It matters what people say. It also matters what people mean, and how they behave. The Communists labeled the Berlin Wall the “Anti-Fascist Protective Barrier.” Yet, the Wall’s physical design was clearly meant to keep East Germans in, not to keep West Germans and other supposed “Fascists” out. Anyone trying to escape over the “Protective Barrier” by going westward, not eastward, the East German guards shot on sight. East Germany’s official name was the “German Democratic Republic.” Should we stop using the words democratic and republic because some propagandist wants to steal those words’ value? I say no. We should remind ourselves what those words really mean. What they have always meant.
In the early Eighties, I attended college at the American University in Washington, D.C., and if you had told me — indeed, if you had told anybody — that in ten years’ time the Soviet Union would not even exist, you would not be believed. Or worse, you would be believed — with the assumption that the end would come with a nuclear war. No other possibility seemed even remotely plausible.
Most of my college professors had lived through another of the Cold War’s manifestations: the Vietnam War. Some had participated in it, others protested it. In the early Eighties the United States was still accepting refugees from what was once South Vietnam, and likewise from Cuba. Meanwhile, in Communist-ruled Poland, martial law had been declared to suppress a newly independent, nationwide trade union called Solidarity. Communists claimed they always pursued the best interests of a nation’s workers, but Poland’s workers disagreed. So did Poland’s ambassador to Washington, who defected after martial law was imposed. From Poland also emerged a Roman Catholic priest who became the first non-Italian Pontiff in centuries. Whatever one’s religious beliefs, the charisma of Pope John Paul II electrified the world. Yet, the world also faced the constant — not merely occasional, but constant — threat of thermonuclear war. Fears of a nuclear holocaust generated anti-nuclear protests, sometimes massive ones, in America, Europe and elsewhere.
One evening I attended a university event billed as a discussion about a terrible war then-ravaging the Central American country of El Salvador, fought between Communist-supported guerrillas on one side and a U.S.-supported government on the other. The attendees included the Salvadoran ambassador, plus a very conservative Republican Congressman named Larry McDonald. The event quickly descended into a noisy combustion of emotions as a group of young Latinos began chanting “Revolutionary” Marxist-Leninist slogans while holding up giant banners, predominantly Red in both color and ideology. If they were not Communists, I don’t know what they were. Here, in a university auditorium, the Cold War was playing out right in front of me.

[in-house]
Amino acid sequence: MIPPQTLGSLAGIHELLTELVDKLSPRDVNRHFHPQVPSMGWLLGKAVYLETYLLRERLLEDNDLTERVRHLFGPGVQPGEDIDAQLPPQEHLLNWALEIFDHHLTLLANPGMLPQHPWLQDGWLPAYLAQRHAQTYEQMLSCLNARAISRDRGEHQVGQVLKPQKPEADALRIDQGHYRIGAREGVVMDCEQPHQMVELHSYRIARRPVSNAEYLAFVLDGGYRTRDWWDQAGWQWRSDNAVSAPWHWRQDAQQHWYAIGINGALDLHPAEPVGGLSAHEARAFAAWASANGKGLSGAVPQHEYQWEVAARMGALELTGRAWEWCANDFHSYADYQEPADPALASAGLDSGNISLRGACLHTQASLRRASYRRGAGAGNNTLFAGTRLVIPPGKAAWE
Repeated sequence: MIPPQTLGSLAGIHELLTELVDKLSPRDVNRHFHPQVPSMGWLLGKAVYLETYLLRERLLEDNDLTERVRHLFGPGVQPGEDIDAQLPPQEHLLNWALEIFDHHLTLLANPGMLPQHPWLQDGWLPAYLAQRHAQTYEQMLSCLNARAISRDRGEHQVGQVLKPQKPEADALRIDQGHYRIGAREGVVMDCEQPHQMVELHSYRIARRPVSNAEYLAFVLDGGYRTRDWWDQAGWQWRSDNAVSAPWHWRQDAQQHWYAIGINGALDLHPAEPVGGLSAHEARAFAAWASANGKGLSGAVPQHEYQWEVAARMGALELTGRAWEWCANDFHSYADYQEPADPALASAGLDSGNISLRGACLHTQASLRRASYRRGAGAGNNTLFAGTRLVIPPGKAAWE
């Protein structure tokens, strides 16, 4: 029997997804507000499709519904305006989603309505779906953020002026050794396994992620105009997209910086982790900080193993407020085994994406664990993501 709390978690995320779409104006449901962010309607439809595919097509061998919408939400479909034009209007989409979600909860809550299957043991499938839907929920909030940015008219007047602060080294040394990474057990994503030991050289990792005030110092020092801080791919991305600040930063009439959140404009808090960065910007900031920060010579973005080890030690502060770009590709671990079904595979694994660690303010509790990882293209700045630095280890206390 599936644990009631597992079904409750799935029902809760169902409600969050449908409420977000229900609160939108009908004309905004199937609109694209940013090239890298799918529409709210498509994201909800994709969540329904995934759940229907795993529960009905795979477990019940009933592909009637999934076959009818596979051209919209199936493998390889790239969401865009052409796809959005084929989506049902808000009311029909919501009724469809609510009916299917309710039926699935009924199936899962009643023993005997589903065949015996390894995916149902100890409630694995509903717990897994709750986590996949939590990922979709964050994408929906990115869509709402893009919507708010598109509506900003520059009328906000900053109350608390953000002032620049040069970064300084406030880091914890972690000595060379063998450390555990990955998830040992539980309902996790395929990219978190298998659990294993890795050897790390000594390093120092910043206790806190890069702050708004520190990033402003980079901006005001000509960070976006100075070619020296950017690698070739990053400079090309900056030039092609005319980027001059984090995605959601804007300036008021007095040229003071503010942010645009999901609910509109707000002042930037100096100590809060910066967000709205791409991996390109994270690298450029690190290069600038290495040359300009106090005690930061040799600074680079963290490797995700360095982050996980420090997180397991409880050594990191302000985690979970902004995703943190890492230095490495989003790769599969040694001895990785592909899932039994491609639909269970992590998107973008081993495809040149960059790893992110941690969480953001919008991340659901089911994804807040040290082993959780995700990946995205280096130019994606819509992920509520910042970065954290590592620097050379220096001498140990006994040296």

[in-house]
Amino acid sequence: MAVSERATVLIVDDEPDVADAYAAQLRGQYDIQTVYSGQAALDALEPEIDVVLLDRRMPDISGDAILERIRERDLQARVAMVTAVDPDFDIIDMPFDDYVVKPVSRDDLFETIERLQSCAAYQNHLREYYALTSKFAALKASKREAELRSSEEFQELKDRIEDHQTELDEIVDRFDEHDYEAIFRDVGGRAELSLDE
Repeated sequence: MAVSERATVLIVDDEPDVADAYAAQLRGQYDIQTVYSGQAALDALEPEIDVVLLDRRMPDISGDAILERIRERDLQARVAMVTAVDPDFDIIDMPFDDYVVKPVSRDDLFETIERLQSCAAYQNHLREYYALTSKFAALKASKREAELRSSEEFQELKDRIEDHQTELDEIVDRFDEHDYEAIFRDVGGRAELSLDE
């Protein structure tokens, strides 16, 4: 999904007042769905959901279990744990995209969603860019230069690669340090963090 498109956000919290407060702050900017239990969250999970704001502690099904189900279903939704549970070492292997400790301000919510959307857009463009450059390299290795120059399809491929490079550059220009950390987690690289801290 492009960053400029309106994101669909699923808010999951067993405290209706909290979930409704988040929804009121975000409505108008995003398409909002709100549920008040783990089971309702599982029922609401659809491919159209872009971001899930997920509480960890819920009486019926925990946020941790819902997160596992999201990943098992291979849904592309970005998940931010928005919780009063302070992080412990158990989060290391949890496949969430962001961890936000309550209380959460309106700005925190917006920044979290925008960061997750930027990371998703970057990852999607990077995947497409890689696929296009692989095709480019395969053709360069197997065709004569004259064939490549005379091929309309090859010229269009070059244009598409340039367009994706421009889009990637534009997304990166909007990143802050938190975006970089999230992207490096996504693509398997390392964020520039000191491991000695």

A year later, in 1983, a South Korean airliner inadvertently strayed into the Soviet Union’s airspace — and a Soviet fighter jet shot it down. Maybe the Soviets assumed the airliner was a spy plane, but it wasn’t. Everyone on board was killed. The passengers included Congressman McDonald.
However long ago, the Cold War was not confined to headlines and history books. It was real, and it felt real, for in a multitude of ways it could impact you all too personally. Including from the sky as an incoming nuclear warhead.
In 1985, as a new college graduate, I joined the Pentagon’s Defense Intelligence Agency (DIA) and became an intelligence analyst. (Soon thereafter, the Central Intelligence Agency offered me a job; but because my new DIA colleagues were so nice, I turned it down, a decision which surprised even myself.) 1985 was also the year when Mikhail Gorbachev, a relative liberal, came to power in the Soviet Union. Soon Gorbachev was shaking up the Communist system, trying to reform what only a true believer believed could be reformed. Gorbachev tried to open it up, an effort called glasnost in Russian, and to restructure it, called perestroika. I got to observe Gorbachev’s efforts from an unusual vantage point because my job was to analyze the East-West military balance in northern Europe. In the East were Soviet-controlled Warsaw Pact forces; in the West, the U.S.-led NATO alliance. It was a remarkable few years.
So when the Berlin Wall fell in November 1989, it was more than an historical event. It was personally exciting.
I cannot claim that I foresaw when and how the Berlin Wall would fall. Nobody could. I doubt whether even Gorbachev himself fully understood the social and political earthquake his attempts at reform would unleash. But the changes he sought in the Soviet Union and Eastern Europe reflected a general direction, a rough trend, and if you watched closely, as many of us did, you came to realize that the future would be very different indeed. Not a straightforward continuation of the past. Not more of the same, newly labeled. No, you had to throw off any smug certainties and preconceptions and get ready to be surprised. For the future would be unprecedented.
— John G. Heidenrich